After posting a short Tool Kit article titled 'Leica Cameras Have Eye-Popping Prices, With Photos To Match,' New York Times writer Nick Bilton was surprised by the aggressive influx of 'vehement messages from all kinds of photographers and camera fans' that filled his email inbox. Not only did Canon and Nikon fans attack him for not writing a similar piece about their favorite brands, but many Leica fans were also quite critical of his very positive article, as well as his selection of 'experts' quoted in the piece, including Christopher Michel and Ken Rockwell. 

In his story, Bilton declared his appreciation for the manual-focus lenses on Leica cameras, saying, 'The control I have with a manual Leica makes me realize that today's abundance of buttons and features on most cameras often makes people take poorer pictures.'

This was about the extent of the article's content that could be considered controversial. The story reads more like a brief overview of Leica's history and what it's like to own a Leica camera. Bilton acknowledges that Leica gear is expensive, but he likes his enough that he won't part with it. That last comment is a familiar refrain of Leica fans.

'Fog breaking through trees at midnight in San Francisco's Holly Park.' One of Bilton's sample photos taken with the Leica M Monochrom and 50mm Noctilux F1 lens.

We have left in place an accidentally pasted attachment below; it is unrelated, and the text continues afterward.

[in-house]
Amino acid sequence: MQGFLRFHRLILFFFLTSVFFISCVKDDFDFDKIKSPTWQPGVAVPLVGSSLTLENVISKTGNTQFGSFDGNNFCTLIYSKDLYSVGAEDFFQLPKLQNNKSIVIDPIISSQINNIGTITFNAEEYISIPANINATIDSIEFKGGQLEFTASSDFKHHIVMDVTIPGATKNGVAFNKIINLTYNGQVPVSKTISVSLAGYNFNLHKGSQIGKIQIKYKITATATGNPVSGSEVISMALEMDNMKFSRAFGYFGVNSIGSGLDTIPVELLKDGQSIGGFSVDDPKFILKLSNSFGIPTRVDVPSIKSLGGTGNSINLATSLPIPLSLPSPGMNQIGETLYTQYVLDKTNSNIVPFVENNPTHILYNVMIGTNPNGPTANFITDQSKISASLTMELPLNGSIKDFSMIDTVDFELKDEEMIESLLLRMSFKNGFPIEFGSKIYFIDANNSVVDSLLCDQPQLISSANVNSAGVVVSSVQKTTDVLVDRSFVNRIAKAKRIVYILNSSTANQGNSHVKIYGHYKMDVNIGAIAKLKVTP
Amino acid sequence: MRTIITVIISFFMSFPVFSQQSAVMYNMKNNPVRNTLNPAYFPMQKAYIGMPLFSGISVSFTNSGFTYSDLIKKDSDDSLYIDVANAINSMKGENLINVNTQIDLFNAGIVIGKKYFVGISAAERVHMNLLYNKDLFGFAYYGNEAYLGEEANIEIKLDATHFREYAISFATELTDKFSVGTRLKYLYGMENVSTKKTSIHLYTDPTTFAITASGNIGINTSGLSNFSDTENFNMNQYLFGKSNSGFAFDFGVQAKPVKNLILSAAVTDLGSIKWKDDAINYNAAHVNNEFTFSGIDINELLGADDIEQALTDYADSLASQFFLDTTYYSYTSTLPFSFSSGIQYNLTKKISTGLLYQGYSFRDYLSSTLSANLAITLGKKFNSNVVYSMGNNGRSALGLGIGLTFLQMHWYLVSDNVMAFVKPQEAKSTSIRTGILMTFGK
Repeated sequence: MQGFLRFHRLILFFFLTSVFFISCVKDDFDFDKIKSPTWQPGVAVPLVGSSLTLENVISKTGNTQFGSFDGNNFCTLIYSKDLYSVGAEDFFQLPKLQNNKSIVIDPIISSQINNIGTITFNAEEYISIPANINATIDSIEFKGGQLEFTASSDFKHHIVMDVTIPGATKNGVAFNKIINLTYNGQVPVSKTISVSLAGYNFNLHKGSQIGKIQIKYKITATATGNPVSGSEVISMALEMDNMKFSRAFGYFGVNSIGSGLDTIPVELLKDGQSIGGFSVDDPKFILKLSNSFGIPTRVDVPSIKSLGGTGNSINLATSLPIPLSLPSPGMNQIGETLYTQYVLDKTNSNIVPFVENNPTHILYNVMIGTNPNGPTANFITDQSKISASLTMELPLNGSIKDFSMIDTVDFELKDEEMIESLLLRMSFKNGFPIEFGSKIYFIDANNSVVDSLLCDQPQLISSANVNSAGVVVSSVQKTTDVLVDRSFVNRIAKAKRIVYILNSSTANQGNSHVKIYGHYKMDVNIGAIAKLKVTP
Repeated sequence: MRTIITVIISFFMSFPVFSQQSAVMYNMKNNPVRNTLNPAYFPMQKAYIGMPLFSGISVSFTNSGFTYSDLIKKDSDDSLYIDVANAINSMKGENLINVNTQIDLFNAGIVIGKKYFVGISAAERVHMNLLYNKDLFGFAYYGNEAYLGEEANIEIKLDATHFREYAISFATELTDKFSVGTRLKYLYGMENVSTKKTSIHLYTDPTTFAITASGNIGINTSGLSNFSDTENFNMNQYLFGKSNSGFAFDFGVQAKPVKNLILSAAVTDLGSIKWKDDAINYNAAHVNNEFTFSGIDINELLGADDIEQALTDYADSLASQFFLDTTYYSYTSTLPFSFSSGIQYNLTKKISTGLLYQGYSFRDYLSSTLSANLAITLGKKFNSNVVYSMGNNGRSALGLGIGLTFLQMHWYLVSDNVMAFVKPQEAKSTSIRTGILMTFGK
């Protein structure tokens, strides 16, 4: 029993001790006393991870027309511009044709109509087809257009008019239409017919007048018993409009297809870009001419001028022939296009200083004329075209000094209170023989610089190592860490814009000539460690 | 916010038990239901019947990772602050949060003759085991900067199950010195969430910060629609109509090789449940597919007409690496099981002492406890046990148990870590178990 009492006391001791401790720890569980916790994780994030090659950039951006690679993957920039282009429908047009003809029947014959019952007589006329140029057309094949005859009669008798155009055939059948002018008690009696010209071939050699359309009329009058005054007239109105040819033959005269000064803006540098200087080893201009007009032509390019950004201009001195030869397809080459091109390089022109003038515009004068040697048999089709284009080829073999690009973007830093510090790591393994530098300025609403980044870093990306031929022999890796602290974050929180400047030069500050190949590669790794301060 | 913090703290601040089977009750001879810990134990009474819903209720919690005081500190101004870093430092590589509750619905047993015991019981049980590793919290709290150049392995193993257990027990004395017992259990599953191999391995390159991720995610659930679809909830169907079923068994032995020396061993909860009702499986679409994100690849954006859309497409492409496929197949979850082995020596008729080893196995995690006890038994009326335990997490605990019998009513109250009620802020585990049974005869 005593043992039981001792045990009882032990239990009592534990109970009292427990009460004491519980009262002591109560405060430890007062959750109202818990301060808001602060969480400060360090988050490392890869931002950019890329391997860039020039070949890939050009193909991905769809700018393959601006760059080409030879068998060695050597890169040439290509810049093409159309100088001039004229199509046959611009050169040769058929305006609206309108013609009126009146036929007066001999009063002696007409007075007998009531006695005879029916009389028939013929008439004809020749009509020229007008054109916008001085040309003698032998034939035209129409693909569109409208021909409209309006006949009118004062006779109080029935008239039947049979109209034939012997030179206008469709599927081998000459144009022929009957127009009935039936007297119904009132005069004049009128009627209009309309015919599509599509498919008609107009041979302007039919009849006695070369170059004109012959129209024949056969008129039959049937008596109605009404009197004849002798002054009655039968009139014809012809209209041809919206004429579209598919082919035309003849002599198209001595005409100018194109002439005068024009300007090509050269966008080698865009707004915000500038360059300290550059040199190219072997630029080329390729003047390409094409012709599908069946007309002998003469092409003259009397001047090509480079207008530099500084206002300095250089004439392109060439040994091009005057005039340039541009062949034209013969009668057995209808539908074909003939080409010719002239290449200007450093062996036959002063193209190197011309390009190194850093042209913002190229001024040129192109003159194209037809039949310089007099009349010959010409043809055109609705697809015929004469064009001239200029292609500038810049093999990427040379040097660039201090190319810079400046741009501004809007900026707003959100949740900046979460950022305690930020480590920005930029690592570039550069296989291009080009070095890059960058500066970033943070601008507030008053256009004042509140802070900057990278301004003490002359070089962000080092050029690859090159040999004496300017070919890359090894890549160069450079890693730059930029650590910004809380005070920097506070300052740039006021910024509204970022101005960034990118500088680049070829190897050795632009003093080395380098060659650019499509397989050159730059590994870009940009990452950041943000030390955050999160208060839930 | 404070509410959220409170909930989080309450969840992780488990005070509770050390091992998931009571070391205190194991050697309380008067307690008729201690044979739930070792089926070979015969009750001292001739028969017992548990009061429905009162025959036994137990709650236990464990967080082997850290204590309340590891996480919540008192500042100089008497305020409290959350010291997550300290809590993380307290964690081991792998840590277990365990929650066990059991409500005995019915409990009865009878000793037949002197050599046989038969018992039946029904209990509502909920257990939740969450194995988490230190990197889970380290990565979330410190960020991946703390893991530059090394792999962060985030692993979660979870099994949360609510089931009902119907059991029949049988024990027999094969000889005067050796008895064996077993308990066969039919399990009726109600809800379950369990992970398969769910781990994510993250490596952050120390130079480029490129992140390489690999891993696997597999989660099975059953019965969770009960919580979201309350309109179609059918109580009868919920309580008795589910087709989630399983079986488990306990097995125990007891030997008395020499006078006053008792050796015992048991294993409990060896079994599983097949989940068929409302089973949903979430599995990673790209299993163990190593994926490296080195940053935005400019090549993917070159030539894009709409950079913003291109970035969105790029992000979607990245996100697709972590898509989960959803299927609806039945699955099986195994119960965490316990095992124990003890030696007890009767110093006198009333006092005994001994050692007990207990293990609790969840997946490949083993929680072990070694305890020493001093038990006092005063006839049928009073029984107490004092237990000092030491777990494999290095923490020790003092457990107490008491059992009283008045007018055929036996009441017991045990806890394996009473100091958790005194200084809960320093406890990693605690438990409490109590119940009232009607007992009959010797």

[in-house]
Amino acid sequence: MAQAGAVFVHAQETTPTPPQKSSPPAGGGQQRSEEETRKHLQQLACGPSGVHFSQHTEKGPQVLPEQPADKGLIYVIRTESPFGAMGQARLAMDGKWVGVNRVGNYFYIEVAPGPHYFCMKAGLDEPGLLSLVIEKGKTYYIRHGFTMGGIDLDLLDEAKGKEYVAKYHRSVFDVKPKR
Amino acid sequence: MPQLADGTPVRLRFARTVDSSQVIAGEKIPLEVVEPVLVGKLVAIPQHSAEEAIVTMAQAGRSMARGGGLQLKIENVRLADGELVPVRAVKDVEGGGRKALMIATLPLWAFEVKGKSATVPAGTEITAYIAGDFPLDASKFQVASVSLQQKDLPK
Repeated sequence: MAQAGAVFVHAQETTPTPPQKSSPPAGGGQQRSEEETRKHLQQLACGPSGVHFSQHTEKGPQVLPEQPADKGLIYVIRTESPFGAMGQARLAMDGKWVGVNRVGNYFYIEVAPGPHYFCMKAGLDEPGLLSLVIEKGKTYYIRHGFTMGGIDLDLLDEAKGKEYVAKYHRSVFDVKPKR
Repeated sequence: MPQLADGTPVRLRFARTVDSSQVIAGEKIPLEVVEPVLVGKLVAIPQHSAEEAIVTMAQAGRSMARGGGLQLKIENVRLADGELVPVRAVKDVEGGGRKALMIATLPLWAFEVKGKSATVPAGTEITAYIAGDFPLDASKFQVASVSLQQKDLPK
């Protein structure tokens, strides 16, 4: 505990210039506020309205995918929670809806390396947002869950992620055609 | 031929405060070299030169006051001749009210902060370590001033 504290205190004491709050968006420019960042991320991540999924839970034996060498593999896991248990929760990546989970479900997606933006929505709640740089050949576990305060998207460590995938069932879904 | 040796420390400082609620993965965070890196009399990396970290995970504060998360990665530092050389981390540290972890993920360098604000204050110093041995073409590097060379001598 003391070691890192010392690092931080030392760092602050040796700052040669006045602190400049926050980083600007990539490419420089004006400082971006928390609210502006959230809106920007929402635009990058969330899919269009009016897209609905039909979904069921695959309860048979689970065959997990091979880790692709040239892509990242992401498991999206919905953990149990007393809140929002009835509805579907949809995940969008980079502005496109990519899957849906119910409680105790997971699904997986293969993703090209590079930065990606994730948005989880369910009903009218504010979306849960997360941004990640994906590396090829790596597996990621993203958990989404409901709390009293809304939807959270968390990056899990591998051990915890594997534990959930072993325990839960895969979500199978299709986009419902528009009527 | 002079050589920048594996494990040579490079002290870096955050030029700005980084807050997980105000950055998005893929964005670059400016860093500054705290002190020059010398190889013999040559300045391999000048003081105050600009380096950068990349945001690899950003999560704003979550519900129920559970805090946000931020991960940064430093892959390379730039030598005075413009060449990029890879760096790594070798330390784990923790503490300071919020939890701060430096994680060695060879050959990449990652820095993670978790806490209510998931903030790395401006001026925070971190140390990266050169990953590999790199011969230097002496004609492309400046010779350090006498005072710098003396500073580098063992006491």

Here at DPReview we, of course, were not surprised by the revelation that camera enthusiasts can be quite direct and passionate about their favorite brands. Because we experience that passion with nearly everything we post, we've had some time to think about it.

One theory is that camera fans come to love their cameras as members of the family, conferring upon them the status of a beloved child. Anyone criticizing a favored camera brand is therefore attacked with the same primal fervor normally reserved for defending the most vulnerable of family members. Since cameras assist us in capturing some of the best moments of our lives, usually spent with our real families and friends, the attachment isn't all that surprising.

Or perhaps it's the simple fact that camera owners have invested a great deal of money in their system, and want their purchases justified. They'll react negatively not just to reviews, but also to any criticism from other users.

But we're quite sure our readers have an opinion on the matter. Do you think camera fans are more passionate about their favorite brands? If so, why?